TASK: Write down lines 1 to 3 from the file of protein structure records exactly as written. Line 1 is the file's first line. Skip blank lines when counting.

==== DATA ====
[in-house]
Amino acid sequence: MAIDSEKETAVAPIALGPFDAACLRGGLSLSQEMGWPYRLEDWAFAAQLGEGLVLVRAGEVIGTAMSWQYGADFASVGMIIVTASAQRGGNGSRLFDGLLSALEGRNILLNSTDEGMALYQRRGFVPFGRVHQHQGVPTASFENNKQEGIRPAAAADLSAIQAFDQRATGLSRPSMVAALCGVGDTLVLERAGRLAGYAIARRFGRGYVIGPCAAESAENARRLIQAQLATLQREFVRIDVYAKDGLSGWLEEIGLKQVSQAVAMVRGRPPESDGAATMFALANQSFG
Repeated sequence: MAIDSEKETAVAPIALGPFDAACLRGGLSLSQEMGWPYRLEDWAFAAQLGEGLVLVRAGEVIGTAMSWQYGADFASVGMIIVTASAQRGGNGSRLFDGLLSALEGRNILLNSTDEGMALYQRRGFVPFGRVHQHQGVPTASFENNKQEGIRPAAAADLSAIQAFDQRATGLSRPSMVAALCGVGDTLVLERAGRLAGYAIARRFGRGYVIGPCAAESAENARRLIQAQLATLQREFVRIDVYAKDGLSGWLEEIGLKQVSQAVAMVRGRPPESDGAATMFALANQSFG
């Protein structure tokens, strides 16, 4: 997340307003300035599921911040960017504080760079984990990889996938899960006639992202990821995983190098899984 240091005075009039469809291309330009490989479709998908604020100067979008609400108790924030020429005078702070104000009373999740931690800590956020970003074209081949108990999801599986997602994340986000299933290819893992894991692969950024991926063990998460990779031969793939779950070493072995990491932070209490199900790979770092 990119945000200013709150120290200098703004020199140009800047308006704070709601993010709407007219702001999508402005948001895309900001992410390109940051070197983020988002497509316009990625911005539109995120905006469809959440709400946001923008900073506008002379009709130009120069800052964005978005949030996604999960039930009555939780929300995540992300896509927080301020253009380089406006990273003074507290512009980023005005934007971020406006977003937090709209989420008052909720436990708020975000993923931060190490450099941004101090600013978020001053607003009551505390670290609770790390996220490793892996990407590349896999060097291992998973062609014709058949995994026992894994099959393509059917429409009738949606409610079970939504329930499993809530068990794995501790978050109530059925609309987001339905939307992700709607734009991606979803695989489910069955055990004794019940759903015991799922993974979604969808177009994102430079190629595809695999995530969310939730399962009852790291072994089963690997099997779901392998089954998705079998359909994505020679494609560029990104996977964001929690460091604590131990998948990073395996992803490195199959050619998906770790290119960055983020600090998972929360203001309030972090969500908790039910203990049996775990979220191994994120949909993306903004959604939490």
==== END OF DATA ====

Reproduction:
[in-house]
Amino acid sequence: MAIDSEKETAVAPIALGPFDAACLRGGLSLSQEMGWPYRLEDWAFAAQLGEGLVLVRAGEVIGTAMSWQYGADFASVGMIIVTASAQRGGNGSRLFDGLLSALEGRNILLNSTDEGMALYQRRGFVPFGRVHQHQGVPTASFENNKQEGIRPAAAADLSAIQAFDQRATGLSRPSMVAALCGVGDTLVLERAGRLAGYAIARRFGRGYVIGPCAAESAENARRLIQAQLATLQREFVRIDVYAKDGLSGWLEEIGLKQVSQAVAMVRGRPPESDGAATMFALANQSFG
Repeated sequence: MAIDSEKETAVAPIALGPFDAACLRGGLSLSQEMGWPYRLEDWAFAAQLGEGLVLVRAGEVIGTAMSWQYGADFASVGMIIVTASAQRGGNGSRLFDGLLSALEGRNILLNSTDEGMALYQRRGFVPFGRVHQHQGVPTASFENNKQEGIRPAAAADLSAIQAFDQRATGLSRPSMVAALCGVGDTLVLERAGRLAGYAIARRFGRGYVIGPCAAESAENARRLIQAQLATLQREFVRIDVYAKDGLSGWLEEIGLKQVSQAVAMVRGRPPESDGAATMFALANQSFG